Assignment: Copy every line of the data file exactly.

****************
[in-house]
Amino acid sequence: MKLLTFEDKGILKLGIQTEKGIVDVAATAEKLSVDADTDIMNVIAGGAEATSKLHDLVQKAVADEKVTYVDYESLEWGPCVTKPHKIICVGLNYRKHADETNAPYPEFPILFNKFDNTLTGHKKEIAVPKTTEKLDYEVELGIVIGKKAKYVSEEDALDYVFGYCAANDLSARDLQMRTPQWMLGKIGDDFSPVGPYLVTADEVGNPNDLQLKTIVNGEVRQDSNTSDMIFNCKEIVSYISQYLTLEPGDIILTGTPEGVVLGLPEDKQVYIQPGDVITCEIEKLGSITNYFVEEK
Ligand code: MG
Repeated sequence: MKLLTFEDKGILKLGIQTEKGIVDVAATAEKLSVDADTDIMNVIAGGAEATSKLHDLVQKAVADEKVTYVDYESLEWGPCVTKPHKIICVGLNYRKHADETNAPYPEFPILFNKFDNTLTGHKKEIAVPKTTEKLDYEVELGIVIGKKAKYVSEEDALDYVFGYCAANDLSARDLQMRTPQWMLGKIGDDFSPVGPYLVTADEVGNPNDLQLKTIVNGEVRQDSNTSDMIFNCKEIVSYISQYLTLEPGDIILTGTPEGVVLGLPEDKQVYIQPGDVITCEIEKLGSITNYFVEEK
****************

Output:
[in-house]
Amino acid sequence: MKLLTFEDKGILKLGIQTEKGIVDVAATAEKLSVDADTDIMNVIAGGAEATSKLHDLVQKAVADEKVTYVDYESLEWGPCVTKPHKIICVGLNYRKHADETNAPYPEFPILFNKFDNTLTGHKKEIAVPKTTEKLDYEVELGIVIGKKAKYVSEEDALDYVFGYCAANDLSARDLQMRTPQWMLGKIGDDFSPVGPYLVTADEVGNPNDLQLKTIVNGEVRQDSNTSDMIFNCKEIVSYISQYLTLEPGDIILTGTPEGVVLGLPEDKQVYIQPGDVITCEIEKLGSITNYFVEEK
Ligand code: MG
Repeated sequence: MKLLTFEDKGILKLGIQTEKGIVDVAATAEKLSVDADTDIMNVIAGGAEATSKLHDLVQKAVADEKVTYVDYESLEWGPCVTKPHKIICVGLNYRKHADETNAPYPEFPILFNKFDNTLTGHKKEIAVPKTTEKLDYEVELGIVIGKKAKYVSEEDALDYVFGYCAANDLSARDLQMRTPQWMLGKIGDDFSPVGPYLVTADEVGNPNDLQLKTIVNGEVRQDSNTSDMIFNCKEIVSYISQYLTLEPGDIILTGTPEGVVLGLPEDKQVYIQPGDVITCEIEKLGSITNYFVEEK